March 2, 2006 -- -- Is Microsoft's Origami a new hand-held device poised to change the world? Could it be a new operating system made especially for a new kind of portable computer? What if it's all just hype?
When a video of a hand-held, tabletlike computer appeared on the Internet recently, bloggers, technophiles and journalists jumped at what they believed was the mysterious Origami, and rumors began to fly.
Microsoft's public relations department did little to calm the furor.
"Origami is a concept we've been working on with partners," says an unidentified Microsoft spokesperson in an e-mail. "We are excited to share more details about the evolution of the Origami concept with you in the coming weeks, so stay tuned."
With bated breath, many in the public waited for March 2, when the company was to pull back the curtain a bit to reveal a little more about the clandestine project.
But instead of a high-resolution photo, or a blowout event to reveal Origami, the company simply added another cryptic video on the project's Web site -- origamiproject.com -- that answers few questions but instead continues to raise them.
"From the new information that Microsoft released today, it's obviously some sort of mobile product that consumers can take with them, and now all the speculation lies in what kind of mobile product," says Ross Rubin, an analyst with NPD Group,
The most popular explanation of -- or speculation about -- Origami is that it's a new kind of tablet PC.
Tablet PCs are not that different from regular notebook computers, except they allow the user to interact directly with the screen.
"So far, tablet PCs haven't really taken off in the home and in the general workspace," says Gizmodo.com news editor John Biggs. "Obviously, it has applications in medical and in some other fields where you have to be able to sign things, like real estate contracts."
Biggs doubts that Microsoft would release a piece of hardware given its track record.
"It's just not their modus operandi," he says. "They do consoles [Xbox and Xbox 360], but I don't think they're going to be doing hand-helds."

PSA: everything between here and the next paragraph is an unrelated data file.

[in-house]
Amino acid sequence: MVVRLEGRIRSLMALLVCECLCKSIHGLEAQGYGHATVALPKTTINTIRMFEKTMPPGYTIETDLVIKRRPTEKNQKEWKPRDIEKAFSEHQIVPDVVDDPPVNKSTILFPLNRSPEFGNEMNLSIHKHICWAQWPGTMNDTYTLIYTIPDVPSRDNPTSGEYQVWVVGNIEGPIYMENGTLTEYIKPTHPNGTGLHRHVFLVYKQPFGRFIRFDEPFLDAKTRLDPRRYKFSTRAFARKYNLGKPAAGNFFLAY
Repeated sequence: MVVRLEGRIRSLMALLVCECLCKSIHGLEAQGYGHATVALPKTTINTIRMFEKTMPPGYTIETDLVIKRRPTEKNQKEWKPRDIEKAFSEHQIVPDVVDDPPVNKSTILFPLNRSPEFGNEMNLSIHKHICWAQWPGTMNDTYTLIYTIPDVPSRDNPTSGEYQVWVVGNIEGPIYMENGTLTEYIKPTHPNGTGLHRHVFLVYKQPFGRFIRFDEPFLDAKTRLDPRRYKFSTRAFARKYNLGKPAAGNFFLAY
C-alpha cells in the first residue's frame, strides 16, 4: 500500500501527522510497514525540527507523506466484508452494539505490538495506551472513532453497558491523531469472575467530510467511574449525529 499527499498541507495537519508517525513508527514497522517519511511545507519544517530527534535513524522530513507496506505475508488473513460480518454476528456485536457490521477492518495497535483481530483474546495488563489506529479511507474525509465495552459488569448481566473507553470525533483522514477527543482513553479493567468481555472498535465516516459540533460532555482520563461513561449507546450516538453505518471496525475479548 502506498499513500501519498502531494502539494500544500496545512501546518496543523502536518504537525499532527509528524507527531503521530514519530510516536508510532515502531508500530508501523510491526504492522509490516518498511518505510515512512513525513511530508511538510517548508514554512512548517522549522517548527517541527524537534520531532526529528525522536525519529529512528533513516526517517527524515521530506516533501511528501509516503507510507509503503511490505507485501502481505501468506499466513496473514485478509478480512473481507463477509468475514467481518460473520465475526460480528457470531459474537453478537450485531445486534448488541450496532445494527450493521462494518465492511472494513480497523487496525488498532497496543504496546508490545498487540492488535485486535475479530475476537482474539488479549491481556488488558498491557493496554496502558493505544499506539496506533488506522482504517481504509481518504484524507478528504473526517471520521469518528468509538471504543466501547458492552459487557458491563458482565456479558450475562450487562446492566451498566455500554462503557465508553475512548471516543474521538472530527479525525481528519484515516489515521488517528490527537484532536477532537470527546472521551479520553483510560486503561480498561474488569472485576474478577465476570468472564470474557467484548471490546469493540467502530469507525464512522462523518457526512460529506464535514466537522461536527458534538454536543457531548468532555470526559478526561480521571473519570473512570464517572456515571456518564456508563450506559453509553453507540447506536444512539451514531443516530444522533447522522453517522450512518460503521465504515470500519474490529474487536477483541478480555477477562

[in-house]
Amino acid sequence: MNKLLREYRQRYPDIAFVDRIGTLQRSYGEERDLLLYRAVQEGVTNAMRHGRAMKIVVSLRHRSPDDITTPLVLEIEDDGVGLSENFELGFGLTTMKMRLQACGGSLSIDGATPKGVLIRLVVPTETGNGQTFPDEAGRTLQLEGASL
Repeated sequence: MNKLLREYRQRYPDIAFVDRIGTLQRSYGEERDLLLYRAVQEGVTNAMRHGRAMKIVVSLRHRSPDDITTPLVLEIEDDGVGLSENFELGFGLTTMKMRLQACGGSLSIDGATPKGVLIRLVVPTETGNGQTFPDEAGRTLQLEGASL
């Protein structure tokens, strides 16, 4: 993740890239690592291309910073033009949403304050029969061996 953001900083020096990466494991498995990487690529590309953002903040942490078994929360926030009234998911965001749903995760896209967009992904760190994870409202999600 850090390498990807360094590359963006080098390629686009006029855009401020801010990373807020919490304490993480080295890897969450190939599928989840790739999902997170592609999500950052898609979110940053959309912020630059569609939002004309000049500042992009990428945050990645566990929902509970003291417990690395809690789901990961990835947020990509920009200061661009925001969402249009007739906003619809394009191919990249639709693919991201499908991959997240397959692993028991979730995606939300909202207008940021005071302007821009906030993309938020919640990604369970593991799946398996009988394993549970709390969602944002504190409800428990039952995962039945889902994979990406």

Instead, Biggs believes Origami is an operating system designed to work with new kinds of third-party, hand-held PCs.
"What we discovered is that it's probably some sort of software solution based on Intel's mobile PC platform, that tiny PC that they were flaunting a couple of months ago," he says.
The tiny PC he refers to is Intel's Ultra Mobile Personal Computer -- UMPC.
Many have speculated that the hand-held computer -- about the size of a small, paperback book -- could operate using a new stripped-down version of the Windows XP operating system, called Origami.
"It's [UMPC] essentially a really low-powered PC running Windows XP. It's one size up from a PDA," explained Biggs. "It's designed to be low-powered, so it's not going to run out of batteries very quickly."
According to Rubin, the low-power requirement will mean the device will only need to be charged as regularly as, say, a cell phone, with several days' worth of standby power.
Aside from a lot of hype generated by the Microsoft PR machine and the so-called leaked video, why should the layman care about Origami? And do we need another portable device to add to our Batman-style utility belts?
"If this form factor takes off, and if the whole tablet idea actually gets accepted by the layman with the Batman belt, it could conceivably take the place of your BlackBerry, your laptop, your PDA and everything," says Biggs. "So it could be an all-in-one, incredible piece of hardware that everyone wants."
Biggs says the only way to make that happen is to develop a device and an operating system that is so compelling and so functional that no one can put it down.
But he points out that Microsoft's surreptitious marketing strategy resembles the methods of one of its fiercest competitors.
"I think we're seeing the first inklings of Microsoft pulling an 'Apple,'" he says. "I mean, Apple can hold a press conference and the whole world sits on edge waiting for some hi-fi box to appear out of thin air or something."
Microsoft says to check back March 9 to find out what Origami is.